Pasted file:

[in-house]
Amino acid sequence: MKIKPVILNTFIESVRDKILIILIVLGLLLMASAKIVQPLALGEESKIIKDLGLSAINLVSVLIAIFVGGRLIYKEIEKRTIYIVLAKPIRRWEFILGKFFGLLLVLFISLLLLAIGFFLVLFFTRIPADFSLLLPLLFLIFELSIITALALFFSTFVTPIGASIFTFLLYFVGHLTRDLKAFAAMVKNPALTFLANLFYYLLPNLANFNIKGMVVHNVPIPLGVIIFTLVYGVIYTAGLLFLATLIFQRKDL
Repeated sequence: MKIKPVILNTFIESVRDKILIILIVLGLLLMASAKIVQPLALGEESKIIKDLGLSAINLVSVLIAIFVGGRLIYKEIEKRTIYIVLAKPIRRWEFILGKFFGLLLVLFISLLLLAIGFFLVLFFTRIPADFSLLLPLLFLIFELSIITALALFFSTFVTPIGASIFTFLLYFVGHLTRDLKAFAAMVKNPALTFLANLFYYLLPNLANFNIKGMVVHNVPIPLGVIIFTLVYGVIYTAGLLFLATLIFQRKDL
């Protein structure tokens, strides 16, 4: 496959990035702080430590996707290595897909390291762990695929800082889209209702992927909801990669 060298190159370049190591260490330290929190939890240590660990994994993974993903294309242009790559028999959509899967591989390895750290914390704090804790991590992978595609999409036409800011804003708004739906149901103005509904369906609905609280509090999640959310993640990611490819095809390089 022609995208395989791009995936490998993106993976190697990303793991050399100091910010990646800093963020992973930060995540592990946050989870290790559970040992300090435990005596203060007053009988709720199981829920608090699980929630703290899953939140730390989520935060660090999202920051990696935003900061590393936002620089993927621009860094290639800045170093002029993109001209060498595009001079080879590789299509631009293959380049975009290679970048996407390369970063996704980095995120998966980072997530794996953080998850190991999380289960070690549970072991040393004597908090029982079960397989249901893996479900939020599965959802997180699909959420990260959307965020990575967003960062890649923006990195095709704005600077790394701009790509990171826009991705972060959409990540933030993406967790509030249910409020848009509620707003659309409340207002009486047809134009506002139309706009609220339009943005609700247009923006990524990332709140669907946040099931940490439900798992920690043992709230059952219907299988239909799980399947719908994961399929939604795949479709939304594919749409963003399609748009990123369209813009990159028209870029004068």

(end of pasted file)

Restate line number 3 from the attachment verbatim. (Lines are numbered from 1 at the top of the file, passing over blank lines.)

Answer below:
Repeated sequence: MKIKPVILNTFIESVRDKILIILIVLGLLLMASAKIVQPLALGEESKIIKDLGLSAINLVSVLIAIFVGGRLIYKEIEKRTIYIVLAKPIRRWEFILGKFFGLLLVLFISLLLLAIGFFLVLFFTRIPADFSLLLPLLFLIFELSIITALALFFSTFVTPIGASIFTFLLYFVGHLTRDLKAFAAMVKNPALTFLANLFYYLLPNLANFNIKGMVVHNVPIPLGVIIFTLVYGVIYTAGLLFLATLIFQRKDL